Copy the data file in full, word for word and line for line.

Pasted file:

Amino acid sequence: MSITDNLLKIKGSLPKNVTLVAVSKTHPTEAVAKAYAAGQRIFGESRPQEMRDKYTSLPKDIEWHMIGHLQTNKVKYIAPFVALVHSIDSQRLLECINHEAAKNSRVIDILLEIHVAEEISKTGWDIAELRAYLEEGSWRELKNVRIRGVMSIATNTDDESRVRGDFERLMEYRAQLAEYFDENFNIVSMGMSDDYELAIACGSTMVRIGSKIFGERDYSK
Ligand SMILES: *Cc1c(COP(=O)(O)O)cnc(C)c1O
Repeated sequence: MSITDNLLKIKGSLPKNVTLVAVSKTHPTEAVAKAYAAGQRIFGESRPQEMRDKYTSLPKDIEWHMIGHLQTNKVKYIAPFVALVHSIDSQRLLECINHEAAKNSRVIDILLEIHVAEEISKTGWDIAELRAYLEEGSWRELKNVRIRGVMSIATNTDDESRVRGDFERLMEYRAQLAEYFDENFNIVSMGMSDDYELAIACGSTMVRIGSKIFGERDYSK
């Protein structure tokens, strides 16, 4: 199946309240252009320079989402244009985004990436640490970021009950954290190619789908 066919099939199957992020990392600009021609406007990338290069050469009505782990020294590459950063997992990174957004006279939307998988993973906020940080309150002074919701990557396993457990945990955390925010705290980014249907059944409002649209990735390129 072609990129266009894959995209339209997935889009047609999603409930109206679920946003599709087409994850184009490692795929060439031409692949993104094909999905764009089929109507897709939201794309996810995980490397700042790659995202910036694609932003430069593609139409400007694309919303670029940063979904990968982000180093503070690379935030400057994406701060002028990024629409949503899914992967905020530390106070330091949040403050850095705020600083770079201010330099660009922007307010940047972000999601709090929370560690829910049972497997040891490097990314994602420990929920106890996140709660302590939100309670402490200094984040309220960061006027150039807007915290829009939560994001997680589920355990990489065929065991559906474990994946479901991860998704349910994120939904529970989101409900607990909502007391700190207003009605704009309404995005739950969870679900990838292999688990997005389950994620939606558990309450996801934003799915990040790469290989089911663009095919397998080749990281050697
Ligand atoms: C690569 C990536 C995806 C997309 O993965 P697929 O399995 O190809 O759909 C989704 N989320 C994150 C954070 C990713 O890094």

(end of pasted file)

Amino acid sequence: MSITDNLLKIKGSLPKNVTLVAVSKTHPTEAVAKAYAAGQRIFGESRPQEMRDKYTSLPKDIEWHMIGHLQTNKVKYIAPFVALVHSIDSQRLLECINHEAAKNSRVIDILLEIHVAEEISKTGWDIAELRAYLEEGSWRELKNVRIRGVMSIATNTDDESRVRGDFERLMEYRAQLAEYFDENFNIVSMGMSDDYELAIACGSTMVRIGSKIFGERDYSK
Ligand SMILES: *Cc1c(COP(=O)(O)O)cnc(C)c1O
Repeated sequence: MSITDNLLKIKGSLPKNVTLVAVSKTHPTEAVAKAYAAGQRIFGESRPQEMRDKYTSLPKDIEWHMIGHLQTNKVKYIAPFVALVHSIDSQRLLECINHEAAKNSRVIDILLEIHVAEEISKTGWDIAELRAYLEEGSWRELKNVRIRGVMSIATNTDDESRVRGDFERLMEYRAQLAEYFDENFNIVSMGMSDDYELAIACGSTMVRIGSKIFGERDYSK
């Protein structure tokens, strides 16, 4: 199946309240252009320079989402244009985004990436640490970021009950954290190619789908 066919099939199957992020990392600009021609406007990338290069050469009505782990020294590459950063997992990174957004006279939307998988993973906020940080309150002074919701990557396993457990945990955390925010705290980014249907059944409002649209990735390129 072609990129266009894959995209339209997935889009047609999603409930109206679920946003599709087409994850184009490692795929060439031409692949993104094909999905764009089929109507897709939201794309996810995980490397700042790659995202910036694609932003430069593609139409400007694309919303670029940063979904990968982000180093503070690379935030400057994406701060002028990024629409949503899914992967905020530390106070330091949040403050850095705020600083770079201010330099660009922007307010940047972000999601709090929370560690829910049972497997040891490097990314994602420990929920106890996140709660302590939100309670402490200094984040309220960061006027150039807007915290829009939560994001997680589920355990990489065929065991559906474990994946479901991860998704349910994120939904529970989101409900607990909502007391700190207003009605704009309404995005739950969870679900990838292999688990997005389950994620939606558990309450996801934003799915990040790469290989089911663009095919397998080749990281050697
Ligand atoms: C690569 C990536 C995806 C997309 O993965 P697929 O399995 O190809 O759909 C989704 N989320 C994150 C954070 C990713 O890094």